As the Driftwood Dash & Paddle gets closer, we find ourselves having more conversations about why we host this event every April. The long-story-short explanation is simple; we’re raising money for college tuition for teens in Nepal who have been orphaned or who come from families who are too impoverished to support them.
But, the long answer digs a lot deeper. The first time I traveled to Nepal in 2009, I had barely traveled outside of the U.S. I was terrified, but excited to teach in a country where I might have more to offer. That experience is painted vividly in my mind: joyful children, the stench of open sewers, bright gold marigolds, the odd looks of locals, the beheading of a goat, barking street dogs at 1 AM, and the view of the schoolyard through one of the many holes in the classroom walls. More vivid than any of these memories is Gita.
Since before I can remember, I’ve always thought adoption could be my path to parenthood. As I grew older, I realized, unlike my sister and friends, I didn’t have a desire to have children of my own. Maybe that’s my biology, but I tend to think it’s because as a teacher I’ve learned that I am capable of loving kids who are often the hardest to love. Why have my own when I’m content to raise children who need me already? When I met Gita, I knew she was meant to be my daughter.
It was 111 degrees the afternoon I met Gita. I was living at and volunteering for the Lawajuni Girl’s Hostel in Narti, Nepal, a rural village just north of the India border. Gita was firey and giggly, yet shy. I remember her being exceptionally petite though she’d experienced more trauma in her life than I had in 27 years. Due to her petite size and struggle to draw and color, I guessed she was somewhere between the ages of four and five. A few months later, I learned the doctor believed she was between the ages of 8 and 9. Because Gita spent her early years as a kamlari, she never learned to hold a crayon, think creatively or express herself in the way I’d come to expect from older children.
Her time as a household slave prevented her from being a child.
Gita and I had an unexplainable bond. I loved her giggly personality, how she stood up for herself with the other girls, the jokes she played on me, the way she’d snuggle up against me to watch me draw and the way we communicated even though we shared three common words.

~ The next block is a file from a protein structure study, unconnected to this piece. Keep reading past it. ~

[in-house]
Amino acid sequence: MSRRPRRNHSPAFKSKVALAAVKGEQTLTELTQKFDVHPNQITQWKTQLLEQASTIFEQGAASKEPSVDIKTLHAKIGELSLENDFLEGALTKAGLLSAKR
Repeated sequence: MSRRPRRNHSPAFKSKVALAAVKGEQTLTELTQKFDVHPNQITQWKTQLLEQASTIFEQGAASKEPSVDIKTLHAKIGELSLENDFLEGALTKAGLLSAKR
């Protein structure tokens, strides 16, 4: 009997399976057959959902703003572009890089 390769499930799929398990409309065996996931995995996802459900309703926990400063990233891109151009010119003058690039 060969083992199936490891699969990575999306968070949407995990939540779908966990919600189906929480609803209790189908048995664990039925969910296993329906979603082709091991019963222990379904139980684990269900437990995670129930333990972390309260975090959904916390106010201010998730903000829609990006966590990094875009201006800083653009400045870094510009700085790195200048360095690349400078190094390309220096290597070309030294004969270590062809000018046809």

After spending a few weeks with Gita at the girls home for rescued kamlaris, I returned to Kathmandu without her – but I had big plans. I remember calling Justin from a landline that was connected just enough that we could hear one another, but just shity enough that I’d have to yell when the line got staticky. I was in a small phone shop with four other Nepali men who were all on calls as I’m yelling, “I SAID, I MET A LITTLE GIRL I WANT TO ADOPT. SHE LIVES AT THE ORPHANAGE. DID YOU HEAR ME?” After a long pause, Justin laughed and said, “We’ll do whatever we can to make that happen, just come home, OK?”
A few days later I flew into Seattle and the following day I was an engaged woman. We spent the next year planning our wedding and working with Faith International Adoptions in Tacoma and connections in Nepal prepare for the adoption Gita. She had moved to Nepal Orphans Home in Kathmandu, where we were able to sponsor her and knew she’d be safe and receive a good education. The world was spinning in the right direction and I remember wondering ridiculous things, like what color she’d want us to paint her room?
Fast forward a year. Justin and I were married on July 2, 2010 and we submitted our adoption paperwork for Nepal two weeks after we were married. On August 6, 2010 the United States government shut down adoptions between Nepal and the U.S. indefinitely due to corruption. They have yet to reopen it.
Ultimately, Gita decided to return to her village, eventually immigrating to India to work and support her family from across the border.
Since then, our path has taken a different direction, which has resulted in an adoption that is a match made in the stars. While we love our son more than we imagined possible, I often find myself missing Gita and wondering about the family we might have been.
Gita is rarely part of the conversation about why we care about helping children in Nepal, but she is at the very heart of our purpose. Through Life’s Handy Work we have the opportunity to help the children of Nepal Orphan’s Home break the cycle of poverty, support their families through careers of their own, and give back to generations braving poverty in their footsteps.